Sharing of the microbiome through skin contact between children with atopic dermatitis (AD) and their caregivers may contribute to disease recurrence.
This finding comes from a paper published in The Journal of Allergy and Clinical Immunology.
The authors of the paper note that AD flares often occur due to a reduction in microbial diversity and a predominance of S. aureus on the skin of individuals with AD. While treatment for AD may reduce S. aureus colonization of the patient, the investigators note that the patient’s family may represent a reservoir of S. aureus that could lead to recolonization.
To understand how microbiomes are shared between children with AD and their caregivers, researchers recruited 30 children with moderate to severe AD, between the ages of 0 to 10 years, and one healthy primary caregiver for each child. Each primary caregiver had to be someone living in the same household as the child and spent at least eight hours a day with the child for the past six months.
Investigators collected skin samples from non-lesional skin at common flare sites, such as the forearms, cheeks, and the inside elbow of children and their primary caregivers. They also collected samples from lesional skin in the AD patients.
They found distinctive microbial signatures in the healthy caregivers which were similar to the non-lesional skin of AD children, despite the absence of any skin disease in the caregivers.
More abundant S. aureus compared to commensal Staphylococcus hominis was found to be a sensitive and specific marker for affiliation to an AD household, regardless of whether the adults or children were otherwise healthy. The researchers write that report this means that the ongoing skin microbial sharing between children with AD and their caregivers could increase the tendency for the recolonization of S. aureus strains in the child, which would exacerbate their skin inflammation.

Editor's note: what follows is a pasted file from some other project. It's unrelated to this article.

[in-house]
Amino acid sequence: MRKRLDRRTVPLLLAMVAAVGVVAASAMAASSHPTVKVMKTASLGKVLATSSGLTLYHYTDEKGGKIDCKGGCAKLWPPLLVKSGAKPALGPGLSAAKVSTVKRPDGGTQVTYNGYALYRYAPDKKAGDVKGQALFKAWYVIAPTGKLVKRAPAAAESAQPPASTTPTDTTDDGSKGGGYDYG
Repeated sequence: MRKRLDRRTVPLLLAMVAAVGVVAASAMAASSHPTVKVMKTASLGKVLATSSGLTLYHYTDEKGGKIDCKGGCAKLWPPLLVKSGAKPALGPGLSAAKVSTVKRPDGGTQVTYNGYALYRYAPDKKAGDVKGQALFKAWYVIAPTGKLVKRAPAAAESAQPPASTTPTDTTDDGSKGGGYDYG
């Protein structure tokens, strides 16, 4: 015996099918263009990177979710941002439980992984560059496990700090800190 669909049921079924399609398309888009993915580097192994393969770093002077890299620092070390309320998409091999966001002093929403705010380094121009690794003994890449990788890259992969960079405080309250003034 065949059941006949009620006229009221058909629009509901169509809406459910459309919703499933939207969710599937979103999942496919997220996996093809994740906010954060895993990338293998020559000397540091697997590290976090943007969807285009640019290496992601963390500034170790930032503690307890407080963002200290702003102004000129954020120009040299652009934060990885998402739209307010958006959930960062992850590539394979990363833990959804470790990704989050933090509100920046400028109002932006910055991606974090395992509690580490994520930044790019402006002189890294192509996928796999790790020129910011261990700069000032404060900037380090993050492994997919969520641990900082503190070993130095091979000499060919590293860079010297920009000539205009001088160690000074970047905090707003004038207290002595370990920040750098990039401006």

The authors conclude that the sharing of skin microbes between children with AD and their close contacts is a significant factor contributing to treatment failure—when treatment ends patient skin is often quickly recolonized from contact with family. Therefore, including close household contacts in treatment may be needed to break this chain of transmission.
In a press release, lead author Dr. Elizabeth Tham from the Department of Paediatrics at the Yong Loo Lin School of Medicine, National University of Singapore said: “Our research showed that management of AD is more than treating symptoms of disease flares, which is only a temporary solution. The transference of skin microbiota between individuals in close contact is understudied in the field of AD. This sheds light on the possibility that future therapeutic approaches in AD may require extension to close contacts to disrupt the infectious chain of transmission.”
Dr. Chia Minghao, Senior Research Fellow at A*STAR’s Genome Institute of Singapore and co-lead of this study said: “Our research is a promising step in discovering how to better manage skin conditions such as AD more efficiently, and to better understand how skin microbes contribute to disease. We are optimistic that similar research could bring us one step closer to eradicating pathogenic microbes that cause painful skin inflammation, and this would bring much-needed relief to those suffering from various skin conditions, other than AD.”